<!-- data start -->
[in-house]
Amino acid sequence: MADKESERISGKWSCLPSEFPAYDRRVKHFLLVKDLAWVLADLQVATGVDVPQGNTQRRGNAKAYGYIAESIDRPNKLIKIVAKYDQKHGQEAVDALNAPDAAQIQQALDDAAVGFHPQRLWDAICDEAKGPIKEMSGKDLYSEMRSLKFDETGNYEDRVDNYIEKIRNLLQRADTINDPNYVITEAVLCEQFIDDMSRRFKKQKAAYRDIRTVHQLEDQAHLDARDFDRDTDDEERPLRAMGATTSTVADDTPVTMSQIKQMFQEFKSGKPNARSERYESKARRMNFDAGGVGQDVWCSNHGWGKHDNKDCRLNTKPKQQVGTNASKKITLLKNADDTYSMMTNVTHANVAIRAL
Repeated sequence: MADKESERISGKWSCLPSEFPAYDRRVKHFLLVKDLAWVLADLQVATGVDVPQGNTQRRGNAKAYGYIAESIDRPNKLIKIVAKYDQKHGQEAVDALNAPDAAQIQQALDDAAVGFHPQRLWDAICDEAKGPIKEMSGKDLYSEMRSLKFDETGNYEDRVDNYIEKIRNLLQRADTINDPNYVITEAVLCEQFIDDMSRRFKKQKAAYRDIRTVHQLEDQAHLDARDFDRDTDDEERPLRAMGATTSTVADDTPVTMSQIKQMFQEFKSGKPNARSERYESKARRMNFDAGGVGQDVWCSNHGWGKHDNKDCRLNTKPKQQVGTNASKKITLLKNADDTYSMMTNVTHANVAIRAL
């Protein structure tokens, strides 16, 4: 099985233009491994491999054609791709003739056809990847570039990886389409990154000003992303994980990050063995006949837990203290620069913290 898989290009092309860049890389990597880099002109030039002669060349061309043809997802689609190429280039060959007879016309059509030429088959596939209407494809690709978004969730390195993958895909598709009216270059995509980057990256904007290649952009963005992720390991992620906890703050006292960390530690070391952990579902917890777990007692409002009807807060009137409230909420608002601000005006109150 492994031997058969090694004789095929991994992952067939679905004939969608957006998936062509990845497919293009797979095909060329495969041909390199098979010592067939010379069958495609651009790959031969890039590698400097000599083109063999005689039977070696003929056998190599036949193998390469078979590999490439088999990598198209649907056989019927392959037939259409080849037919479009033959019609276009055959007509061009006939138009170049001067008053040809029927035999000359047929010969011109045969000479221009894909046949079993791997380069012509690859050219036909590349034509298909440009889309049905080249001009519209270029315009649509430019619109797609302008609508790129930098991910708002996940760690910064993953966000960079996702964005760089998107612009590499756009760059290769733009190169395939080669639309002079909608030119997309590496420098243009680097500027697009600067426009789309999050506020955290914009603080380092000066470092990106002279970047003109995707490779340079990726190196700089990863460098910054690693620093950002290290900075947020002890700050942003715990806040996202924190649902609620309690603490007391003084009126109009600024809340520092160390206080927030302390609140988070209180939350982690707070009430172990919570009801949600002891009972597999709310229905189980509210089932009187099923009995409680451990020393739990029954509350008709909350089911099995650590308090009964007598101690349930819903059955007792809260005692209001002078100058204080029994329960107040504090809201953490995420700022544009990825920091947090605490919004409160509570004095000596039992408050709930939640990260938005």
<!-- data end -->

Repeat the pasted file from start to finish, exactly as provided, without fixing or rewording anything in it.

[in-house]
Amino acid sequence: MADKESERISGKWSCLPSEFPAYDRRVKHFLLVKDLAWVLADLQVATGVDVPQGNTQRRGNAKAYGYIAESIDRPNKLIKIVAKYDQKHGQEAVDALNAPDAAQIQQALDDAAVGFHPQRLWDAICDEAKGPIKEMSGKDLYSEMRSLKFDETGNYEDRVDNYIEKIRNLLQRADTINDPNYVITEAVLCEQFIDDMSRRFKKQKAAYRDIRTVHQLEDQAHLDARDFDRDTDDEERPLRAMGATTSTVADDTPVTMSQIKQMFQEFKSGKPNARSERYESKARRMNFDAGGVGQDVWCSNHGWGKHDNKDCRLNTKPKQQVGTNASKKITLLKNADDTYSMMTNVTHANVAIRAL
Repeated sequence: MADKESERISGKWSCLPSEFPAYDRRVKHFLLVKDLAWVLADLQVATGVDVPQGNTQRRGNAKAYGYIAESIDRPNKLIKIVAKYDQKHGQEAVDALNAPDAAQIQQALDDAAVGFHPQRLWDAICDEAKGPIKEMSGKDLYSEMRSLKFDETGNYEDRVDNYIEKIRNLLQRADTINDPNYVITEAVLCEQFIDDMSRRFKKQKAAYRDIRTVHQLEDQAHLDARDFDRDTDDEERPLRAMGATTSTVADDTPVTMSQIKQMFQEFKSGKPNARSERYESKARRMNFDAGGVGQDVWCSNHGWGKHDNKDCRLNTKPKQQVGTNASKKITLLKNADDTYSMMTNVTHANVAIRAL
């Protein structure tokens, strides 16, 4: 099985233009491994491999054609791709003739056809990847570039990886389409990154000003992303994980990050063995006949837990203290620069913290 898989290009092309860049890389990597880099002109030039002669060349061309043809997802689609190429280039060959007879016309059509030429088959596939209407494809690709978004969730390195993958895909598709009216270059995509980057990256904007290649952009963005992720390991992620906890703050006292960390530690070391952990579902917890777990007692409002009807807060009137409230909420608002601000005006109150 492994031997058969090694004789095929991994992952067939679905004939969608957006998936062509990845497919293009797979095909060329495969041909390199098979010592067939010379069958495609651009790959031969890039590698400097000599083109063999005689039977070696003929056998190599036949193998390469078979590999490439088999990598198209649907056989019927392959037939259409080849037919479009033959019609276009055959007509061009006939138009170049001067008053040809029927035999000359047929010969011109045969000479221009894909046949079993791997380069012509690859050219036909590349034509298909440009889309049905080249001009519209270029315009649509430019619109797609302008609508790129930098991910708002996940760690910064993953966000960079996702964005760089998107612009590499756009760059290769733009190169395939080669639309002079909608030119997309590496420098243009680097500027697009600067426009789309999050506020955290914009603080380092000066470092990106002279970047003109995707490779340079990726190196700089990863460098910054690693620093950002290290900075947020002890700050942003715990806040996202924190649902609620309690603490007391003084009126109009600024809340520092160390206080927030302390609140988070209180939350982690707070009430172990919570009801949600002891009972597999709310229905189980509210089932009187099923009995409680451990020393739990029954509350008709909350089911099995650590308090009964007598101690349930819903059955007792809260005692209001002078100058204080029994329960107040504090809201953490995420700022544009990825920091947090605490919004409160509570004095000596039992408050709930939640990260938005």